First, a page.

More Allegations of Sexual Exploitation By Oxfam, Other Aid Workers | Sojourners

More Allegations of Sexual Exploitation By Oxfam, Other Aid Workers

Recent allegations of sexual exploitation against Oxfam’s aid workers in Haiti have extended an investigation about the abuse of power by aid workers. New reports show that former Oxfam country director in Haiti, Ronald van Hauwermeiren, the man in the forefront of the allegations, had a past of exploiting women in the countries he worked in, according to IRIN.

Reports claim that Oxfam knew about incidents after the earthquake in Haiti but chose to cover them up or allowed accused aid workers to resign without any disciplinary action and say there has been a prevalent culture of sexual abuse in the organization until at least 2015, according to The Washington Post.

Van Hauwermeiren is accused of using prostitutes in a house rented with charitable funds in 2011 along with six other aid workers. Oxfam allowed him to resign without any disciplinary action on the basis that he fully cooperate with the investigation. The other aid workers left the organization after an internal investigation claimed they were engaged in general “misconduct.”

Van Hauwermeiren has worked for numerous organizations in different countries from Chad, Haiti, Bangladesh, and Liberia. In 2004, while working with a British NGO in Liberia, he was accused of organizing sex parties with local women. He was let go but recruited by Oxfam two years later, according to The Guardian.

These allegations have caused the public to question the integrity of Oxfam. It is under threat of losing British government funding and could also lose its right to operate in Haiti, according to Reuters. Jovenel Moise, Haiti’s current president, called this issue a “ serious violation of human dignity.”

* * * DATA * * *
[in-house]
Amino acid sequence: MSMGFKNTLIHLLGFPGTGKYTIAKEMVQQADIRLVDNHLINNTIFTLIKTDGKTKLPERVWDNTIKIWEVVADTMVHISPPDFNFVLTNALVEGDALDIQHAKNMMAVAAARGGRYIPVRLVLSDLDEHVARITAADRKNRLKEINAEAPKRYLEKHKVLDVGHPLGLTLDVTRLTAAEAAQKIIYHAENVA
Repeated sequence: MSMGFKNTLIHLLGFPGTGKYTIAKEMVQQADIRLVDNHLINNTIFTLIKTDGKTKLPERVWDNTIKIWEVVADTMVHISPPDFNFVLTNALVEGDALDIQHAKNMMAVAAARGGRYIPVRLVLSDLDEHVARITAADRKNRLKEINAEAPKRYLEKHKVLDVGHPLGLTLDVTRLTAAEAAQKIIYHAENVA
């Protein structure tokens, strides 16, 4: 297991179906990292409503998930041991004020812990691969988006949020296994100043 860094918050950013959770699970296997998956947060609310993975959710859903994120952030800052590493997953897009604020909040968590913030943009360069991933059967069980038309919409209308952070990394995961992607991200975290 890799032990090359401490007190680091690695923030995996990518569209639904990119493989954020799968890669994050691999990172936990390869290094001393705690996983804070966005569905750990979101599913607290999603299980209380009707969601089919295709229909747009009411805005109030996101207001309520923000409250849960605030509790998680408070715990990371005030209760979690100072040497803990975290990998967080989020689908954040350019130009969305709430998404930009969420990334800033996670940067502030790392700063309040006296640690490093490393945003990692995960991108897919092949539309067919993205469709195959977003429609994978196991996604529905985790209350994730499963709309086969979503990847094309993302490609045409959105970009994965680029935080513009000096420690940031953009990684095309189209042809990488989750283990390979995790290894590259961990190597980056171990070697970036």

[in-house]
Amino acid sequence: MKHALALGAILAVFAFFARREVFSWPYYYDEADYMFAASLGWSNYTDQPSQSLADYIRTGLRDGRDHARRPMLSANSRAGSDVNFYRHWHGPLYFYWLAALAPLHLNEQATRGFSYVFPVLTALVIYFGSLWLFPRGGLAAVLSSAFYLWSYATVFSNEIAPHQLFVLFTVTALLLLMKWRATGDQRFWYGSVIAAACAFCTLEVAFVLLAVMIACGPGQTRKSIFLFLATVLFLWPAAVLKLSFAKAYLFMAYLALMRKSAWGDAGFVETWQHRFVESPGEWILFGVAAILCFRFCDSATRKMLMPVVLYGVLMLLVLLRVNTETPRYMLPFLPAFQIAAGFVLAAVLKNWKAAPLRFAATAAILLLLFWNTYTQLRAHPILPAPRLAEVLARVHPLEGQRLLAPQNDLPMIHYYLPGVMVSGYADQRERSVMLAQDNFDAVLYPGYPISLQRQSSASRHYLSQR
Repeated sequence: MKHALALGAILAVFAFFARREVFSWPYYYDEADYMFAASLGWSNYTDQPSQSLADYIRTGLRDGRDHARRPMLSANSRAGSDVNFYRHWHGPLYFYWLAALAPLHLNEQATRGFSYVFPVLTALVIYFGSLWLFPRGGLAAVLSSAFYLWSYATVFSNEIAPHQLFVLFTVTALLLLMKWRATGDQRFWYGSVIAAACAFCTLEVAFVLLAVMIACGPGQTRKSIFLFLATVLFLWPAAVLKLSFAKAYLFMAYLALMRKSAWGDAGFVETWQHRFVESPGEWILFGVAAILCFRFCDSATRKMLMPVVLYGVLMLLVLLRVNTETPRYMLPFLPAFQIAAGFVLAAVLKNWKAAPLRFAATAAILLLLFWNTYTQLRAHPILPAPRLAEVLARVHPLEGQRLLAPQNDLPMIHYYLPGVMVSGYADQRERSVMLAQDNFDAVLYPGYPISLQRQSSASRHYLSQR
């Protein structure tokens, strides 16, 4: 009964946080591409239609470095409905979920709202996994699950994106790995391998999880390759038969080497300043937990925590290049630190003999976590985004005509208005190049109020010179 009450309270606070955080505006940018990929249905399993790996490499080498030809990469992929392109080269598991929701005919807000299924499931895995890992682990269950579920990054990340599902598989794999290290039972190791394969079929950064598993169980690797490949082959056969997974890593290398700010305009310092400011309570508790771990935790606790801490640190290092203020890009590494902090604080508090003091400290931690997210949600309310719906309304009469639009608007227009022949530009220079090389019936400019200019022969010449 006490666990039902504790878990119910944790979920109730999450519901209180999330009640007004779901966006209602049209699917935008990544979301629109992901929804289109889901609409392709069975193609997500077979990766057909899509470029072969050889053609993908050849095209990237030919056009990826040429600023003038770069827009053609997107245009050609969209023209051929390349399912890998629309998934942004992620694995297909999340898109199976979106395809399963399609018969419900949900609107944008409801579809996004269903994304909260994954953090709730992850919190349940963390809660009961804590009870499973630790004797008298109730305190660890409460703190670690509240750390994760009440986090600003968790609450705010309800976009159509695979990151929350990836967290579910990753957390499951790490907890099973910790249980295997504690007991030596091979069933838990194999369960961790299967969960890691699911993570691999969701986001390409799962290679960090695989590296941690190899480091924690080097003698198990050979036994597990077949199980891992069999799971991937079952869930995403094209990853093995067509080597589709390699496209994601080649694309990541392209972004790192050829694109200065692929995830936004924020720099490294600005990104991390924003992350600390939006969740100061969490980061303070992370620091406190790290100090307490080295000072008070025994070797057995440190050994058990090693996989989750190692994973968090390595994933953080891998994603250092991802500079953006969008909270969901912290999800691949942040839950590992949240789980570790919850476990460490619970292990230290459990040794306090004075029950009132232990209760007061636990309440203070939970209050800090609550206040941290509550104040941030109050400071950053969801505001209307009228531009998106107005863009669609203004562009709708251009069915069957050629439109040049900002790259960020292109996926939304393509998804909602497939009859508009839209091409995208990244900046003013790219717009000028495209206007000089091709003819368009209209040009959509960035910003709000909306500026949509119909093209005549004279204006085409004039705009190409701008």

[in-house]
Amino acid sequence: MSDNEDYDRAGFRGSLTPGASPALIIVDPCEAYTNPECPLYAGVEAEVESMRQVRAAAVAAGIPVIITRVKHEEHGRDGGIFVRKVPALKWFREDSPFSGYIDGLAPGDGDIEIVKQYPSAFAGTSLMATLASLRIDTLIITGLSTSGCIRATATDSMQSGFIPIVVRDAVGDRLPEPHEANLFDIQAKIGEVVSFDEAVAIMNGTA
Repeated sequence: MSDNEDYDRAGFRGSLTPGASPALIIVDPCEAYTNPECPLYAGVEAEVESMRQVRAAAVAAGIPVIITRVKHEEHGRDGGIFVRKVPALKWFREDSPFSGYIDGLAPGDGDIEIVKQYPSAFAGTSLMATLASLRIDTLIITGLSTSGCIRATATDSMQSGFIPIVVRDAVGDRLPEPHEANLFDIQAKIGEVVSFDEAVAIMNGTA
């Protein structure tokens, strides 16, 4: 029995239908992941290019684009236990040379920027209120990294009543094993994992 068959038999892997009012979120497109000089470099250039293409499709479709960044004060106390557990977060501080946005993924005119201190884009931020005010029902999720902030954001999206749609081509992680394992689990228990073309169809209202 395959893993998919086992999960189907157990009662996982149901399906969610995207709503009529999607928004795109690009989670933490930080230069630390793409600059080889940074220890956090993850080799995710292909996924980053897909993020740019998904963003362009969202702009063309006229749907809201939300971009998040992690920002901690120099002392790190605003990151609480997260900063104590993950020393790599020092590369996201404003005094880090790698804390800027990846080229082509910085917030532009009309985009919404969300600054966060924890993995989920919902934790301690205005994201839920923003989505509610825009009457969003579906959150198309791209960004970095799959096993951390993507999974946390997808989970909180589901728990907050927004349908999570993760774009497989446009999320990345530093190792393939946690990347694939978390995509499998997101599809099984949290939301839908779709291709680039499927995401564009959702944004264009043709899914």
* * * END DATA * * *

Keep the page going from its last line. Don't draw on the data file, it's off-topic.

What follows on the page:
Some celebrities have pulled their support for the organization and some donors are withdrawing funds.

Penny Mordaunt, Oxfam’s international development secretary, has resigned because of these allegations and is meeting with a national crime agency in the U.K.

Oxfam’s executive director, Winnie Byanyima, released a statement to address the allegations of misconduct.

She said:

“A few privileged men who had the opportunity to serve Oxfam were abusing the very people they were meant to protect. They let down our organization. They betrayed the trust of our supporters. They betrayed the trust of the governments that allow us to come in to respond and to support their people. It is painful. It is unacceptable behavior.”

Watch the video statement here.

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